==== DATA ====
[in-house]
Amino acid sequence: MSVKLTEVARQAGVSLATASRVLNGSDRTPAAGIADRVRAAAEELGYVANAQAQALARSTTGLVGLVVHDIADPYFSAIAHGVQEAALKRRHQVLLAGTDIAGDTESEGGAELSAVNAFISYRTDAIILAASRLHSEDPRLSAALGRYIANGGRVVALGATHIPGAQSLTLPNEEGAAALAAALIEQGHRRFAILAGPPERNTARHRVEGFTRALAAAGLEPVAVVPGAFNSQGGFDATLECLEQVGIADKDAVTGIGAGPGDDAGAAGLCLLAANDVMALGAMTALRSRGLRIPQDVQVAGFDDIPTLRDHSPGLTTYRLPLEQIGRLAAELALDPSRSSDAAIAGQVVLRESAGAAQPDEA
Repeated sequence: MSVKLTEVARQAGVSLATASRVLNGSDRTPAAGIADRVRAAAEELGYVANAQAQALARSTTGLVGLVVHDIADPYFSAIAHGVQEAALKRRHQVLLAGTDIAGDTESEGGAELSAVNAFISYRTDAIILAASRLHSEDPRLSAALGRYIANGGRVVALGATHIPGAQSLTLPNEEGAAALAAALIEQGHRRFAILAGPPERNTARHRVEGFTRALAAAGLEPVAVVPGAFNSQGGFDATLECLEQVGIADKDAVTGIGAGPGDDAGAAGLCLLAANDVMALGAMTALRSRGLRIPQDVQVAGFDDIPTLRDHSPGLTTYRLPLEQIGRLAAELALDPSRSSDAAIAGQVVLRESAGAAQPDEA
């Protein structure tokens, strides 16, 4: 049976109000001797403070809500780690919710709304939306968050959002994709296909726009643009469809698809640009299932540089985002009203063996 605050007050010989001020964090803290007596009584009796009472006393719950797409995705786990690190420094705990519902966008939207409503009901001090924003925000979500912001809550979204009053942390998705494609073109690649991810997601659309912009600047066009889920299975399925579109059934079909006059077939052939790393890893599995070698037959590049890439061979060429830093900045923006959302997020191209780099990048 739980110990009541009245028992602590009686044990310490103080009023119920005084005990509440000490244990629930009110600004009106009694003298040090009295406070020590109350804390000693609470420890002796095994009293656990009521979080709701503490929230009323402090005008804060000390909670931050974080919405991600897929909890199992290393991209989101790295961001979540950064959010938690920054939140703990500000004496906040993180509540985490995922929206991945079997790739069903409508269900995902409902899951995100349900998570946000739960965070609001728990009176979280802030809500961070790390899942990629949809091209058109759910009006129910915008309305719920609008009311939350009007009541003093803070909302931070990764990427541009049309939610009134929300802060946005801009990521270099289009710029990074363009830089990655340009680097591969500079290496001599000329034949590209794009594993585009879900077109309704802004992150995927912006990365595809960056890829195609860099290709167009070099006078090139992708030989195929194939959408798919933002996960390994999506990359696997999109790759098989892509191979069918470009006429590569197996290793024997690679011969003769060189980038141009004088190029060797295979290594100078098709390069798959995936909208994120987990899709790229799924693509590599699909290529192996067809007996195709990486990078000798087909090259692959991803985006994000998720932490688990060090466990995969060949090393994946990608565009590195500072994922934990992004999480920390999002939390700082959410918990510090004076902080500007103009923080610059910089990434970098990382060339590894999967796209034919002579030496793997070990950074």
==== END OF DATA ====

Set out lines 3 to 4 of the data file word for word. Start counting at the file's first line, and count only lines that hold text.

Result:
Repeated sequence: MSVKLTEVARQAGVSLATASRVLNGSDRTPAAGIADRVRAAAEELGYVANAQAQALARSTTGLVGLVVHDIADPYFSAIAHGVQEAALKRRHQVLLAGTDIAGDTESEGGAELSAVNAFISYRTDAIILAASRLHSEDPRLSAALGRYIANGGRVVALGATHIPGAQSLTLPNEEGAAALAAALIEQGHRRFAILAGPPERNTARHRVEGFTRALAAAGLEPVAVVPGAFNSQGGFDATLECLEQVGIADKDAVTGIGAGPGDDAGAAGLCLLAANDVMALGAMTALRSRGLRIPQDVQVAGFDDIPTLRDHSPGLTTYRLPLEQIGRLAAELALDPSRSSDAAIAGQVVLRESAGAAQPDEA
């Protein structure tokens, strides 16, 4: 049976109000001797403070809500780690919710709304939306968050959002994709296909726009643009469809698809640009299932540089985002009203063996 605050007050010989001020964090803290007596009584009796009472006393719950797409995705786990690190420094705990519902966008939207409503009901001090924003925000979500912001809550979204009053942390998705494609073109690649991810997601659309912009600047066009889920299975399925579109059934079909006059077939052939790393890893599995070698037959590049890439061979060429830093900045923006959302997020191209780099990048 739980110990009541009245028992602590009686044990310490103080009023119920005084005990509440000490244990629930009110600004009106009694003298040090009295406070020590109350804390000693609470420890002796095994009293656990009521979080709701503490929230009323402090005008804060000390909670931050974080919405991600897929909890199992290393991209989101790295961001979540950064959010938690920054939140703990500000004496906040993180509540985490995922929206991945079997790739069903409508269900995902409902899951995100349900998570946000739960965070609001728990009176979280802030809500961070790390899942990629949809091209058109759910009006129910915008309305719920609008009311939350009007009541003093803070909302931070990764990427541009049309939610009134929300802060946005801009990521270099289009710029990074363009830089990655340009680097591969500079290496001599000329034949590209794009594993585009879900077109309704802004992150995927912006990365595809960056890829195609860099290709167009070099006078090139992708030989195929194939959408798919933002996960390994999506990359696997999109790759098989892509191979069918470009006429590569197996290793024997690679011969003769060189980038141009004088190029060797295979290594100078098709390069798959995936909208994120987990899709790229799924693509590599699909290529192996067809007996195709990486990078000798087909090259692959991803985006994000998720932490688990060090466990995969060949090393994946990608565009590195500072994922934990992004999480920390999002939390700082959410918990510090004076902080500007103009923080610059910089990434970098990382060339590894999967796209034919002579030496793997070990950074």